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Arbitrator Records the Facts

Panasonic System Saves Officers' Time and State's Money

Recording on to solid-state Panasonic P2 cards, the Toughbook Arbitrator is capturing key evidence on the highways and making storage and retrieval a snap. North Dakota has plenty of straight, open highways, with a typical speed limit on the interstates of 75 mph.

Like many law enforcement agencies, the North Dakota Highway Patrol is armed with Panasonic Toughbook computers, and now has the company’s Arbitrator camera system. It not only records traffic stops—capturing key evidence—but the system’s solid-state Panasonic P2 cards are making those audio-video clips easy to log and find, saving the state plenty of time and money since installation on about 140 patrol card was completed last fall.

The Arbitrator Digital Video system includes the dashboard cam, with lowlight imaging, a nearly 70-degree wideangle lens and wireless file transmission capability—all in a dust- and vibrationresistant casing ready to connect to the Toughbook. It continuously records 30 seconds of action in its solid-state buffer. That means if something happens right in front of the patrol car, it’s recorded without any officer intervention.

It also turns on when any of a number of triggers occur—the activation of the car’s lights and siren, or when the vehicle reaches a certain speed or if the officer hits the brakes hard. When these things happen, a new file is created on the P2 card, said Capt. David Kleppe of the NDHP.

When interacting with the driver, the officer uses a lapel mic connected to a belt back that wirelessly sends the audio of the conversation back to the Arbitrator.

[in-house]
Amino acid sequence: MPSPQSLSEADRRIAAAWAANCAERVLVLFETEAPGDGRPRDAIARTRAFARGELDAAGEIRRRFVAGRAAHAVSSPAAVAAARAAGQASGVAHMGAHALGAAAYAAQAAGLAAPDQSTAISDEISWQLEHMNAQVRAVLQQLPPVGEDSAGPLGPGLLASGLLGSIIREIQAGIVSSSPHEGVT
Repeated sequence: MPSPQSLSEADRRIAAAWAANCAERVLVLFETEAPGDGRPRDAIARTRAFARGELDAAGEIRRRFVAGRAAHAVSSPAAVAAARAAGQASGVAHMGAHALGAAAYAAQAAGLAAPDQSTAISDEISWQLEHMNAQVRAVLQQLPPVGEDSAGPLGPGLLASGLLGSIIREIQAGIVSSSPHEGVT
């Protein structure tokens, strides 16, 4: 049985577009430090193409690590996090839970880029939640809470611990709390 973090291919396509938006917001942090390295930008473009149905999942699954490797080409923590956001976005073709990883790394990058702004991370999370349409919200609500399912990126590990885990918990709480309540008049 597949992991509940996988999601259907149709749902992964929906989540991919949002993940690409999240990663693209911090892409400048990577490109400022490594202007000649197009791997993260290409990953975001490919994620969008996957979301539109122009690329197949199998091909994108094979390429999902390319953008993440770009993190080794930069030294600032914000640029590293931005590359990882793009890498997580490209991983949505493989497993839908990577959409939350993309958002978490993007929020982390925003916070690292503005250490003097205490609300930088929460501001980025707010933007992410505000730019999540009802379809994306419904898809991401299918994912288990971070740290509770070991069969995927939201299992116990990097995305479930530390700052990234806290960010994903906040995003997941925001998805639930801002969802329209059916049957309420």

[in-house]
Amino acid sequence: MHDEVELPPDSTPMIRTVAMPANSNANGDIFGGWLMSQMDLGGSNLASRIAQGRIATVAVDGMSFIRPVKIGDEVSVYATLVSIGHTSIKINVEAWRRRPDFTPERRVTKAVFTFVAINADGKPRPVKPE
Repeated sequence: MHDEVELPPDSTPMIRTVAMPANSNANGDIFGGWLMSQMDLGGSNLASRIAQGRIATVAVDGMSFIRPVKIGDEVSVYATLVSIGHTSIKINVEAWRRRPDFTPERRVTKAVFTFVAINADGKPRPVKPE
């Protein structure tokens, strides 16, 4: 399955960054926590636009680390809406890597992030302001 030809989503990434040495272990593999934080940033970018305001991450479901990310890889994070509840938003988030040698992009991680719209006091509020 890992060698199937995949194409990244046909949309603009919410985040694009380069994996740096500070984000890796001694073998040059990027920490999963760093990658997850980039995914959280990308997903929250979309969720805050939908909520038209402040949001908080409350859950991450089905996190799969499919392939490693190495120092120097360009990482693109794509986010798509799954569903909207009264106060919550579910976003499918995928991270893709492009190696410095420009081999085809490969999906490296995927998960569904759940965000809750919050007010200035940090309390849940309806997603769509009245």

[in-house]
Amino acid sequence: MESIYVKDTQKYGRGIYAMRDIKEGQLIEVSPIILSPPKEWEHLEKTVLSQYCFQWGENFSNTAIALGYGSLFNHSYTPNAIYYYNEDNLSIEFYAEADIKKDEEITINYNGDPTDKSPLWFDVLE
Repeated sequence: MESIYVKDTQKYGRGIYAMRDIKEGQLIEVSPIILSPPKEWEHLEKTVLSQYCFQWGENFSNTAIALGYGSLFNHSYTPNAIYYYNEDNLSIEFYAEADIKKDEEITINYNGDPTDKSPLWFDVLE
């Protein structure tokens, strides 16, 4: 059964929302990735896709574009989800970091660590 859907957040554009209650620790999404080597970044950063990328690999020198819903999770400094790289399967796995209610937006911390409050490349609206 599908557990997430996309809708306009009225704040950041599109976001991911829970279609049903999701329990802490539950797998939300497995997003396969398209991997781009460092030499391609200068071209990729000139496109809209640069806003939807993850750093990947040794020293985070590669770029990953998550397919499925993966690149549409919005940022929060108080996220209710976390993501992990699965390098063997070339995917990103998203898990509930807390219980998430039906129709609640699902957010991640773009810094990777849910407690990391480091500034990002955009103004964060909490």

Arbitrator gives troopers a new arsenal of technical tools. The North Dakotans record at the device’s medium rate, 1 Mbps at 30 fps. That allows 32 hours of record time in a single 16 GB card. It also has rate options of 512 kbps and 2 Mbps.

Two-thirds of the officers work out of one or another of the state’s eight regional offices. In each are multiterabyte servers connected to a state network.

Officers with full cards unload the data (into a device Kleppe calls a “toaster”), and the local servers upload it all to the state network every 24 hours, creating a backup. Authorized users can then find any clip from around the state. It’s all encrypted as well.

Under normal circumstances, when no criminal offense beyond a traffic ticket results, the data is erased after 45 days. People generally have two weeks to tell the state they’re going to challenge a ticket, so if they make that move, the police will save the data longer (and also provide an unofficial copy on DVD for the defendants if required).

But maybe best of all, all the data is tagged with metadata for easy access. The data on the card includes not just audio and video but also the location and speed of the patrol car and more. Officers wanting to check specific cases can search by officer, data, location or other ways. For the state, the hardware investment—all state funds, in this case—is paying back in savings from the filing and searching costs associated with the old, analog tape system the state previously used.

“The features that we are able to take advantage of with the digital technology have been very helpful,” said Kleppe.

And, it’s saving the state untold time and money in court. “Our troopers are not challenged by a defendant very often but when they are, the video documentation often reduces the need to bring the matter before the courts,” he said.